Hybrid vehicle has not been used for several months due to COVID-19 pandemic. Vehicle has a 3 year old 12V AGM battery. Battery is not used as a true "starter" battery; it just boots the vehicle's computers so the hybrid batteries can start the ICE.

Vehicle is not located near any electrical outlets.

The 12V battery was not cheap, and I would prefer to continue to use it for cost and environmental reasons. The battery might still be under warranty.

With all that in mind, which option is best to get the vehicle up and running again?

  1. Buy a battery maintainer. Pull the battery from the vehicle and charge it for 1-3 days somewhere safe using the battery maintainer.

  2. Buy a portable jump starter. Jump the battery to get the vehicle's computers running, and start the vehicle's ICE. Drive around for an hour or so.

  3. Buy a new battery and recycle the current one.

Note that #2 is the easiest (no pulling a battery required) and that #3 is much more expensive than #1 or #2.

2 Answers 2


I would try purchasing either a battery charger or jump starter.

When purchasing a battery charger, the most important features to look for are (apart from the voltage which should be 12V for most cars):

  1. Whether it has a mode to forcibly supply current to a battery at zero volts. A modern intelligent charger can simply refuse to charge something that's at 0 volts. Thus, you may be out of luck. This is the most important feature.
  2. Is the charger suitable for use in wet environments? Some are "indoor only", it's extremely likely a high-amperage (25A) charger that's very cheap is "indoor only" because it needs forced air cooling with a fan for such a high current done such cheaply.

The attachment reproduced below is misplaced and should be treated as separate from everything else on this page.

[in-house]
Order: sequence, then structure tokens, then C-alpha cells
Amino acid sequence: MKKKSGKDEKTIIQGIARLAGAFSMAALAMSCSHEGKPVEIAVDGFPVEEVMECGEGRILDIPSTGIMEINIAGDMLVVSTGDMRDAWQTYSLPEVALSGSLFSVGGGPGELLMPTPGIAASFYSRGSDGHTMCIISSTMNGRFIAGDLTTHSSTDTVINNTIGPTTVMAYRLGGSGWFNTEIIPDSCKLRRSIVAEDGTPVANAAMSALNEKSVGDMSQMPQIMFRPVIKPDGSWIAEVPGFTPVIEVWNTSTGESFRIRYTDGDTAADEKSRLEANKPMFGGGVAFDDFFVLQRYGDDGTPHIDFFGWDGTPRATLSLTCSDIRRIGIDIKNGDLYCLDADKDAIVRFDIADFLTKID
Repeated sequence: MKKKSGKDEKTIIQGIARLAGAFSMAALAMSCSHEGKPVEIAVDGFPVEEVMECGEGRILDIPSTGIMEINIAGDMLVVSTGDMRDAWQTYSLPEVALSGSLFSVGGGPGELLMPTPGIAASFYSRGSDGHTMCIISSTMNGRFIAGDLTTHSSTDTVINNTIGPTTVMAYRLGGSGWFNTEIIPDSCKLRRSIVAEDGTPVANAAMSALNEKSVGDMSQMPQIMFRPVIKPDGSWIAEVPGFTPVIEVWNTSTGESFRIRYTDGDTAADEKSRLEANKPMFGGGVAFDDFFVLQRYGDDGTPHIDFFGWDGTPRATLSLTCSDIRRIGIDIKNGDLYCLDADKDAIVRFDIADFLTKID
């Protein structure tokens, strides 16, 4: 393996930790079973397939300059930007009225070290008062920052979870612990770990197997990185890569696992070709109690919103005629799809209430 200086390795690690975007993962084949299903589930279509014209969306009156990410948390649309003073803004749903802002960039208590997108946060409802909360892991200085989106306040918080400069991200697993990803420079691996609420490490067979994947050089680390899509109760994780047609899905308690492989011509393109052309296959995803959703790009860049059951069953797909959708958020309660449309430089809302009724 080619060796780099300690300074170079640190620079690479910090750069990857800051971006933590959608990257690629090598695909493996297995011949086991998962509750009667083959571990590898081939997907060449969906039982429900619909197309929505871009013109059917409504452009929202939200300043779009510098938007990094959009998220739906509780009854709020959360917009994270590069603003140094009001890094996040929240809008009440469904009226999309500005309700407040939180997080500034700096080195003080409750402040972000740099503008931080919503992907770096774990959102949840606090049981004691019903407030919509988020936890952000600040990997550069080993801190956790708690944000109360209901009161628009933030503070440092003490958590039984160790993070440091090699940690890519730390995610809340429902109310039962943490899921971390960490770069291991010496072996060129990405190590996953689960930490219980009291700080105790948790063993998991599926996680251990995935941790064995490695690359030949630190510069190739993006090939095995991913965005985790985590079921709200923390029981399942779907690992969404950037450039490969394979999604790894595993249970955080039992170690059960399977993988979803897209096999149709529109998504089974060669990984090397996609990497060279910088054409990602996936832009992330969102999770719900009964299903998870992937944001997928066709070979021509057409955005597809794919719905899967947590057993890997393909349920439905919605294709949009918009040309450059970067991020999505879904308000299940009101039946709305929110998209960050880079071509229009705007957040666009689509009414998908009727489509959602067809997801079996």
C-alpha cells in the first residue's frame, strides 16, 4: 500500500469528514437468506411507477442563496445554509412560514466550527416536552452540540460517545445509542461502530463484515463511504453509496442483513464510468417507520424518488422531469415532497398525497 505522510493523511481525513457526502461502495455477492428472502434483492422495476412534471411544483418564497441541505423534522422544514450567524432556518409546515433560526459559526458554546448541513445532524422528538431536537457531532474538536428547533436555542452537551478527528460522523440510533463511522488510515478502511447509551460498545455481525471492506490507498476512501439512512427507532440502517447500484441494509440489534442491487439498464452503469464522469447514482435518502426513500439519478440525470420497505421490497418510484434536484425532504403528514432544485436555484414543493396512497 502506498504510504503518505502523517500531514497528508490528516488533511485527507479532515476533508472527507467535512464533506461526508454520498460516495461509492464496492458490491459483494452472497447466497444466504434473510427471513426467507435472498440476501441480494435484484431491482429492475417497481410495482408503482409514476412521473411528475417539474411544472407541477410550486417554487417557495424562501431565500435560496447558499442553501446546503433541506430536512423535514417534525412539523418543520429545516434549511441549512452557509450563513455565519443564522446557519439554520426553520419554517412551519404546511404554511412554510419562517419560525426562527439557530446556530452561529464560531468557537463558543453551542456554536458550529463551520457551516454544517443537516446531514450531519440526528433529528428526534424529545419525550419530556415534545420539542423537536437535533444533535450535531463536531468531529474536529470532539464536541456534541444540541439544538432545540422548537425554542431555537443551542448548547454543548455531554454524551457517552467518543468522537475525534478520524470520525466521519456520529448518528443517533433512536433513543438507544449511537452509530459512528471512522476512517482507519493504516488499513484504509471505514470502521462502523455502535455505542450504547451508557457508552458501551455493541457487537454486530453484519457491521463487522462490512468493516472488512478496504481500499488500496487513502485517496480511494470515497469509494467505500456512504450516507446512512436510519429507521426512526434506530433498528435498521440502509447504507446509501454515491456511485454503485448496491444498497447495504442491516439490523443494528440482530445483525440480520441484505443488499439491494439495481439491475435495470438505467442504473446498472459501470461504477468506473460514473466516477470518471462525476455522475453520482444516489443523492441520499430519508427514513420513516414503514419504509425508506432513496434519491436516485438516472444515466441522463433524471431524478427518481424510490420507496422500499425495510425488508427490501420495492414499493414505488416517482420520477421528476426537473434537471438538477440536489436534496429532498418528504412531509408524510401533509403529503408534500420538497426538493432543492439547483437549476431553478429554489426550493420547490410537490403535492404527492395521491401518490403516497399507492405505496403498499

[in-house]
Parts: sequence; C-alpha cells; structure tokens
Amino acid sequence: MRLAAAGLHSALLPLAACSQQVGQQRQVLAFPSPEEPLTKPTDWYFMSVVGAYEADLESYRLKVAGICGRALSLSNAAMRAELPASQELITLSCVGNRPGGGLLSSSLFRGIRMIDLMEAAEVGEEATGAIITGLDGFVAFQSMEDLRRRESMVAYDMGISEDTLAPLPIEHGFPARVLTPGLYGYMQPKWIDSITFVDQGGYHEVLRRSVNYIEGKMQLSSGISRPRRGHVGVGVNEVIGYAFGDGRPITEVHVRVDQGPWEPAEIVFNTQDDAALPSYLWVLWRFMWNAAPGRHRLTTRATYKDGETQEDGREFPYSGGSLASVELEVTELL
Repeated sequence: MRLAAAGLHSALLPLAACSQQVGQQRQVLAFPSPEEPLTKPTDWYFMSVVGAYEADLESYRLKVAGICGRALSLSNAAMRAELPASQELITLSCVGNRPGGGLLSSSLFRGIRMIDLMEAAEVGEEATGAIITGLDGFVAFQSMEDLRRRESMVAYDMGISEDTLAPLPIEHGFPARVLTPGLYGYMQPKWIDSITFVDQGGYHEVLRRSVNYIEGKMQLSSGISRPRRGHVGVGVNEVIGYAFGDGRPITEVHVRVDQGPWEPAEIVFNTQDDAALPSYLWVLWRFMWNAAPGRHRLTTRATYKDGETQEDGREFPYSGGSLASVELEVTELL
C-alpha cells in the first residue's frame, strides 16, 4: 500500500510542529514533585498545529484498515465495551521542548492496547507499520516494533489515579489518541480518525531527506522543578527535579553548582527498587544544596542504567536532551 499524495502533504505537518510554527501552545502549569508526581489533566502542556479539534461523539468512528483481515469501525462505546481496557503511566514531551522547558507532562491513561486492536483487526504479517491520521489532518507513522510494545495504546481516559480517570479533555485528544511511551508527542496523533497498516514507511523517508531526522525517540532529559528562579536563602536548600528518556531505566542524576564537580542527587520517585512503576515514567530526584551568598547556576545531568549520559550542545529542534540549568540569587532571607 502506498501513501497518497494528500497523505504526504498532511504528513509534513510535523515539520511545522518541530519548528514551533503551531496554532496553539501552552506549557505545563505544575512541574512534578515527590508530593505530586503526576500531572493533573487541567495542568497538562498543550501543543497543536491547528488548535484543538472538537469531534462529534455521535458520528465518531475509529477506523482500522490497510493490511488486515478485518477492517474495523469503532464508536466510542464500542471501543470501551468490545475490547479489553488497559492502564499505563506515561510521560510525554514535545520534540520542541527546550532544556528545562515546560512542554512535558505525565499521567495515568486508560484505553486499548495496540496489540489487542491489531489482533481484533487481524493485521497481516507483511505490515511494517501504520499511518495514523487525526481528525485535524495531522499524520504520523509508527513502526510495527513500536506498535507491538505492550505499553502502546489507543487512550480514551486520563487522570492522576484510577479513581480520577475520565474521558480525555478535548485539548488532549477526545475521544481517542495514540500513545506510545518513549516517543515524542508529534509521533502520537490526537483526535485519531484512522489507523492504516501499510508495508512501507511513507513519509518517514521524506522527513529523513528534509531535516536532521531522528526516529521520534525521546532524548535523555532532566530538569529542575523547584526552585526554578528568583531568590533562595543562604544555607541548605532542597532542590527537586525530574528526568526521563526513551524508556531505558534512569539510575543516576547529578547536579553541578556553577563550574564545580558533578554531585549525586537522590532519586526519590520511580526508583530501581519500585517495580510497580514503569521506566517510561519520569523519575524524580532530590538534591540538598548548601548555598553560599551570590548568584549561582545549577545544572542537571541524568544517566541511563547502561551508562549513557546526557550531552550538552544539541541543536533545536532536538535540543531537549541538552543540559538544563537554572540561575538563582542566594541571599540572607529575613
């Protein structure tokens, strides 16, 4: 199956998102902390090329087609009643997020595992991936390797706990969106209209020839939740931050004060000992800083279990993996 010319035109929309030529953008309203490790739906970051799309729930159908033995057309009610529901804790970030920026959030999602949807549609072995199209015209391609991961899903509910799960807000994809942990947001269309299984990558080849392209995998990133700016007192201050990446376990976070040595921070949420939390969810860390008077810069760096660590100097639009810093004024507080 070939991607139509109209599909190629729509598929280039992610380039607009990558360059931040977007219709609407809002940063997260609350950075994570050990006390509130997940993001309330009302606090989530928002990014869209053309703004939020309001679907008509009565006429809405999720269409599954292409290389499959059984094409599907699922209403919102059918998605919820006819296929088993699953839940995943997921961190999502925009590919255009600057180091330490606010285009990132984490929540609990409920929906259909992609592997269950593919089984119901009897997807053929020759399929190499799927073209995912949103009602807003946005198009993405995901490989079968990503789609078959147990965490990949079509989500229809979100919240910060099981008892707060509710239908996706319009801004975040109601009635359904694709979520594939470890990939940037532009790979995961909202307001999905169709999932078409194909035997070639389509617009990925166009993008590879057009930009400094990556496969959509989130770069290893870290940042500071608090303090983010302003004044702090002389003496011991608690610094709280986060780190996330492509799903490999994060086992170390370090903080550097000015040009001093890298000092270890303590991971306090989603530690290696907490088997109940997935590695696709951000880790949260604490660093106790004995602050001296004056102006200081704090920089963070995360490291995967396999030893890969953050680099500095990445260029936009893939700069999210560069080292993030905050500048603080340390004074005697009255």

3. Whether it has temperature compensation for charging in very cold or hot conditions
  4. Whether it has a mode for batteries that requires slightly higher voltage than others (usually batteries are charged with 14.4 V but some batteries like some AGMs might require 14.7 V)
  5. Whether it has a mode to supply voltage even when the battery is disconnected -- this is useful for maintaining the radio settings when swapping a battery that's dying but not fully dead
  6. How high maximum current can the charger provide? Note lead-acid batteries in cars are usually around 40-50 amp hours, so 4 amp charger takes half a day to charge. If the only outlet you have is a timed "2 hour" outlet mainly intended for running block heaters, you need to turn the 2 hour clock quite many times to get acceptable charge with a 4 amp charger.
  7. Are the cables made of good quality rubber as opposed to PVC? (PVC doesn't bend in freezing temperatures well)

Battery charger would be my recommendation if there's an outlet nearby, since rescuing a dead battery could take a lot of time and so much energy that a jump starter doesn't have such high energy amounts in the battery. If no outlet nearby, then you can only try a jump starter and hope for the best.

When purchasing a jump starter, the most important features to look for are:

  1. The joules rating, how many joules it can provide in 3 seconds. Some jump starters claim high peak currents but are missing the important number, how many joules it provides for a 3-second start. 800 amperes doesn't mean anything if it's maintained only for a fraction of a second.